“When the IMF voices concerns about the central bank’s independence and governance 12 months in a row, in political circles, there’s a growing understanding that things at the NBU are not going well,” said Sologub to Kyiv Post, “Whether it’s shared by the governor, I don’t know. His public position remains very much the same; he is very upbeat and very defiant.”
Sologub points out that the decision-making process in the NBU, which used to be shared and done by a compromise between departments, is now taking solely from the bank’s governor. Sologub is not the first to say this, and Andersson sees it is as a worrying sign.
“There are a lot of signs that this is not moving to the better in the NBU,” says Andersson, “But on the other hand, we have not seen a real effect yet, but the reports say that there isn’t a very good atmosphere in the bank now and that it is a one-man show now.”
Linked to IMF loan
The dealings of the NBU are important. Ukraine has only received 2.1 billion dollars of the 5 million dollar loan program from the International Monetary Fund, IMF, which was agreed upon last year. IMF has withheld payments to Ukraine due to the slow reform progress in the country. Kyiv Post writes that the deadline for the next payment of the remaining 3.8 billion dollars is approaching in September, but that there is no deal in sight.
Among other things, the IMF has said that Ukraine needs to guarantee the independence of the NBU. The IMF got worried when the former head of the NBU, Yakiv Smolii, left and stated political interference as the reason. Experts got even more worried when Ukrainian President Volodymyr Zelensky later noted that the NBU should keep the currency rate around 30 hryvnias to a dollar and the key interest rate low to help businesses.
While the Ukrainian government says that the negotiations with IMF are progressing and that Ukraine has met all conditions to receive the next loan payment, the IMF has had another view. The IMF previously pointed out that Ukraine needs to work with the independence of the NBU, the country’s anti-corruption bodies, and that Ukraine needs to make more reforms such as of the judiciary.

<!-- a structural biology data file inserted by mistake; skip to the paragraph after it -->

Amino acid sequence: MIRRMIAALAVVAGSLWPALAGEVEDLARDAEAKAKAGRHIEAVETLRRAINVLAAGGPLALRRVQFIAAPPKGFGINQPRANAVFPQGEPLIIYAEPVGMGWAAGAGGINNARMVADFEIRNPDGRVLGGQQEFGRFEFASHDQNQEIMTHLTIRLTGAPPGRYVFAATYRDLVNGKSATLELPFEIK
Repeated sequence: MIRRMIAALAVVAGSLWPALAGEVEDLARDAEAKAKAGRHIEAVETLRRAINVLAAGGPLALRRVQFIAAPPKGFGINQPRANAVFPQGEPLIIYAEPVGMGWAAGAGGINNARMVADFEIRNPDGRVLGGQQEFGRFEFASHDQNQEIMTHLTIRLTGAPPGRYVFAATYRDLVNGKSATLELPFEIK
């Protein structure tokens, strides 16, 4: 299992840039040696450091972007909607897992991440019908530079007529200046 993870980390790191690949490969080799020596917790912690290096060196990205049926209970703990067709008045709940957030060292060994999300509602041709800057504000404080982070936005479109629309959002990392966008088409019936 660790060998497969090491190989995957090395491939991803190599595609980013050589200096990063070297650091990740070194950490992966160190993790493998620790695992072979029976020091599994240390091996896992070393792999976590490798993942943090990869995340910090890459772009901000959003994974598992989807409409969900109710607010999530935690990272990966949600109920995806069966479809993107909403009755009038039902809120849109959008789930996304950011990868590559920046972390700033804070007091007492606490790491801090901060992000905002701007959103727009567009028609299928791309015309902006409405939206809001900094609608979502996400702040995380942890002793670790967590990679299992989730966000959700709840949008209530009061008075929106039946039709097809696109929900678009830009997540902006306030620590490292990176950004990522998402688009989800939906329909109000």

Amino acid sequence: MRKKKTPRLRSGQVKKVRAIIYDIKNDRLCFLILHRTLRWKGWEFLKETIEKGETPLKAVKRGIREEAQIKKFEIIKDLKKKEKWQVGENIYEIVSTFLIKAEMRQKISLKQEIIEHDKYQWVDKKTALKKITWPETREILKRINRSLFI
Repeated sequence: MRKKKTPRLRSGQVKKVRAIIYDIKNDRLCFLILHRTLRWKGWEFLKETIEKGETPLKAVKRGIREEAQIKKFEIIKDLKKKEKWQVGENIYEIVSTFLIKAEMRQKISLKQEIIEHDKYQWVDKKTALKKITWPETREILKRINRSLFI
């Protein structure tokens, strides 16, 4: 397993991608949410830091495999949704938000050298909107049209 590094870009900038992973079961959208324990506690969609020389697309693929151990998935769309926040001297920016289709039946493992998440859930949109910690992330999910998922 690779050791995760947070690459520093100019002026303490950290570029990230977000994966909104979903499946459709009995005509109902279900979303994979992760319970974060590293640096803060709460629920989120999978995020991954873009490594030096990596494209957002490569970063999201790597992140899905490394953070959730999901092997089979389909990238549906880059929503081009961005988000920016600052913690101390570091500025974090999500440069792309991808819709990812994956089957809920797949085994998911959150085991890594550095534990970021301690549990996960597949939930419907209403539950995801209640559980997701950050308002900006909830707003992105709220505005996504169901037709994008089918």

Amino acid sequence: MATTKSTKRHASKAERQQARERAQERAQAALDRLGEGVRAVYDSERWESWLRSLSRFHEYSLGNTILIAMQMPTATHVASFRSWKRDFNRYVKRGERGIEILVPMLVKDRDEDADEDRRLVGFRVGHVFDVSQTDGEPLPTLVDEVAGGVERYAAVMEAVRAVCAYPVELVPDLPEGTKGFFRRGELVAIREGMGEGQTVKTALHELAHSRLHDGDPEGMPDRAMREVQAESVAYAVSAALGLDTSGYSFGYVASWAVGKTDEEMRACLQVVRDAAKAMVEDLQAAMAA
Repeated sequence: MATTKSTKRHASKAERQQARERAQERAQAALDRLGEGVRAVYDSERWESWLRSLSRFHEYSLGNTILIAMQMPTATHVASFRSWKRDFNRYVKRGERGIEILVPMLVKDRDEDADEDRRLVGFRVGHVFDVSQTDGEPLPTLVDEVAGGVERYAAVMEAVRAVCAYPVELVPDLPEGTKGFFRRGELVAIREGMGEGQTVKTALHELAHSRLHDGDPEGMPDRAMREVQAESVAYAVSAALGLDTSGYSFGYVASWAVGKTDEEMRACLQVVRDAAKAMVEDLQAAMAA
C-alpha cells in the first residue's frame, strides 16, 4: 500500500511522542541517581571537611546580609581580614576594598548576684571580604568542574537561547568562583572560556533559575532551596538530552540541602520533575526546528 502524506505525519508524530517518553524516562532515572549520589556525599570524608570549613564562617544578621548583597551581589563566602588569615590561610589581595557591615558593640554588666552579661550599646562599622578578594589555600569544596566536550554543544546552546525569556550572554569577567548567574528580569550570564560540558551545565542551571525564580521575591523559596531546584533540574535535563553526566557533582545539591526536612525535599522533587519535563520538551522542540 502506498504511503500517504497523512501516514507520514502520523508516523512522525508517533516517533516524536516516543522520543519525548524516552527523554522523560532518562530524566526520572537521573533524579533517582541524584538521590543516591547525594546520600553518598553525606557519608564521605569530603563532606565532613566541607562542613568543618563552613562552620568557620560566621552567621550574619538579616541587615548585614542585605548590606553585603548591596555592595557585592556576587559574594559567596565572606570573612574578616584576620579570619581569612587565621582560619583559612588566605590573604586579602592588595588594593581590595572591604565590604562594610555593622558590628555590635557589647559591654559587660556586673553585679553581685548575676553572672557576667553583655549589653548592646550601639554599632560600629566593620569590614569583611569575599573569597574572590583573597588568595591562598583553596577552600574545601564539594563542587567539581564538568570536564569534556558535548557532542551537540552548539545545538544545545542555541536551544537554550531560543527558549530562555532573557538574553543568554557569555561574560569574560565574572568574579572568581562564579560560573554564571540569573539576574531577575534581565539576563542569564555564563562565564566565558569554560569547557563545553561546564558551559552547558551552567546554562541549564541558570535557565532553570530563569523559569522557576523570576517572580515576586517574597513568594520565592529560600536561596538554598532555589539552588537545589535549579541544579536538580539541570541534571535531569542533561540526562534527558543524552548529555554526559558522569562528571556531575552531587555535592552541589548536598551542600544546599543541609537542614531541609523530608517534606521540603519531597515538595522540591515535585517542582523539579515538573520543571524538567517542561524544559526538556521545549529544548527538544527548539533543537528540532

“The IMF is still worried about the independence of the NBU,” says Andersson, “The IMF is also still worried about the restoring and strengthening of the anti-corruption bodies, so there is a lot of work to do for the Ukrainian parliament. Work is underway, but I don’t think that Ukraine will get the second tranche.”
The Ukrainian government hopes to reach a staff-level agreement with the IMF in July, which will only need final approval by the IMF leadership. Ukraine has to pay state debt of almost 3.8 billion dollars in September and more later on. Ukraine will eventually need the money from the IMF. The deadline for reaching a deal for payments of the second tranche is soon running out and is, according to Andersson, unlikely to happen.
“The current program expires by the end of the year in autumn, and I think that Ukraine and IMF will try to focus on making a new program, probably a longer three-year program, instead,” says Andersson, “Here, it will be interesting to see what will be the demands of the IMF, but they might be getting a little bit tired with Ukraine. They made a program last year, paid one tranche. But Ukraine then did not meet any more demands. So, I think that the next program will be with less money upfront and will clear demands.”